For many of us who are bi-racial, multi-racial or the children of immigrants, it can be difficult to figure out who we really are. Sometimes we feel like we don’t fit in. That we don’t belong to one culture or another. That we’re simply not enough. And while most of us eventually learn that the duality or multiplicity of our cultures is the very thing that makes us who we are, the road leading there can be a long one – but Jimmy Gomez, or the Black Eyed Peas’ Taboo Nawasha as we know him, is hoping to change that.
The musician, writer, cancer survivor, Indigenous activist and dad has released a kids book about identity in the hopes of empowering children to believe in themselves, no matter who they are.
And it’s called just that – A Kids Book About Identity.
“I had a long journey of educating myself and learning about both of my cultures, both being rooted in an Indigenous ancestry of course,” Taboo, who identifies as Native American and Mexican, tells CelebrityKind.
“For me, when I fully understood and embraced my identity was after I survived my battle against cancer.”
Taboo was 38 years old when he began experiencing serious back pain and found out he had stage 2 testicular cancer. He went public with his experience a few years later, following a gruelling series of chemotherapy treatments which lead him into remission, and often uses his platform to raise awareness about the disease. His health journey inspired the single “The Fight,” an empowering survival anthem with proceeds donated to the American Cancer Society. Now, aged 46, Taboo is seven years cancer-free.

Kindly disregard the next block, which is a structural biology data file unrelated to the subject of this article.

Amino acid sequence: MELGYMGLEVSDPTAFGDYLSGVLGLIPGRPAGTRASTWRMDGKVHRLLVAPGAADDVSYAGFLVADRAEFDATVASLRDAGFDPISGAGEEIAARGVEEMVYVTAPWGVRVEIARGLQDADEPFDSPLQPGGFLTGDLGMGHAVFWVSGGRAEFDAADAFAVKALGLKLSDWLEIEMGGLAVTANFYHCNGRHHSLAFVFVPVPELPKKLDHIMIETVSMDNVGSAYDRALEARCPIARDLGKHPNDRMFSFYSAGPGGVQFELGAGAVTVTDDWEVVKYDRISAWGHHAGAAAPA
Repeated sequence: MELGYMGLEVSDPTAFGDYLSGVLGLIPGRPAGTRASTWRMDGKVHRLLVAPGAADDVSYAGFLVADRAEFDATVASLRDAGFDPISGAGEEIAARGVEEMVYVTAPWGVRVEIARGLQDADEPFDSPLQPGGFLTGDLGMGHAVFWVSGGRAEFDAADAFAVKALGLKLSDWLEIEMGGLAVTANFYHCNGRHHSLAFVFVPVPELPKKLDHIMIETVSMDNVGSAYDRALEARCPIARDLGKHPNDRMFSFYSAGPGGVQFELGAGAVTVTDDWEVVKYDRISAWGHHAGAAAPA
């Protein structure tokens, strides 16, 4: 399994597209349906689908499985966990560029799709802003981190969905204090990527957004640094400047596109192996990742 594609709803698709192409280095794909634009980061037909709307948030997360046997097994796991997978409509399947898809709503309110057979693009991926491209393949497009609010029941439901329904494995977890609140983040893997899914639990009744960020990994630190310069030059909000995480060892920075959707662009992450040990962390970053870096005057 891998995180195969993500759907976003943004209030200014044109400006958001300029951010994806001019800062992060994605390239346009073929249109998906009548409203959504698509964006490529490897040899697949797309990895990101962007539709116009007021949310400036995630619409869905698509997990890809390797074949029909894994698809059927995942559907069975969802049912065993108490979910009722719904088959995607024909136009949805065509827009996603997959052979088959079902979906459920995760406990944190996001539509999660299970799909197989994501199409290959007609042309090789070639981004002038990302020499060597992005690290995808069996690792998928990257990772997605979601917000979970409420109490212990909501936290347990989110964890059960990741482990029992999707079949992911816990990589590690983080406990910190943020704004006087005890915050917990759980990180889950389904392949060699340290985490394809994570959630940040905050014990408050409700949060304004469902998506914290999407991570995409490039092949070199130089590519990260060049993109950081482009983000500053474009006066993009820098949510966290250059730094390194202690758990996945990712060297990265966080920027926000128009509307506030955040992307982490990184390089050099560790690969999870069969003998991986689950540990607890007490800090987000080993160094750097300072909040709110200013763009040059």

“I found myself really reconnecting with my roots and moments like going to Standing Rock and becoming an advocate for Indigenous communities,” he says about his post-cancer life.
“Really seeing the power of using my voice to affect change and empower our youth. That’s when I fully understood the potential of my own identity.”
Taboo’s book is part of a collection of books by “A Kids Book About,” a company founded by writer and entrepreneur Jelani Memory, and one the Black Eyed Peas’ star has invested in, which publishes children’s books about important issues including Black lives, racism, divorce, bullying, body image and autism.
The pages are eye-catching and colourful. And the words are crafted to encourage honest, open dialogue between kids and their grown-ups.
As the blurb on the back cover reminds us, “your identity can be a lot of things: your heritage, gender, hometown, school, faith, or even what you’ve been through. The awesome thing is nobody is just one thing!” – an important message that could shape young minds to feel worthy just as they are, even if they don’t quite understand themselves just yet.
“I think the way to learn is to respect the process of learning about your roots and don’t ever feel ashamed about not knowing everything. It’s ok to be a student of culture and your identity,” Taboo’s message continues.
“I want the youth to be proud of who they are and how we can learn to celebrate our beautiful mosaic of cultures.”
Taboo hopes the book will lead to “a major shift in knowledge of self and mindfulness” when it comes to understanding each other.
“I’m all about empowering kids to believe in themselves and their identity.”
You can learn more or pre-order your copy of A Kids Book About Identity HERE.
(Feature Image Credit: Supplied/A Kids Book About)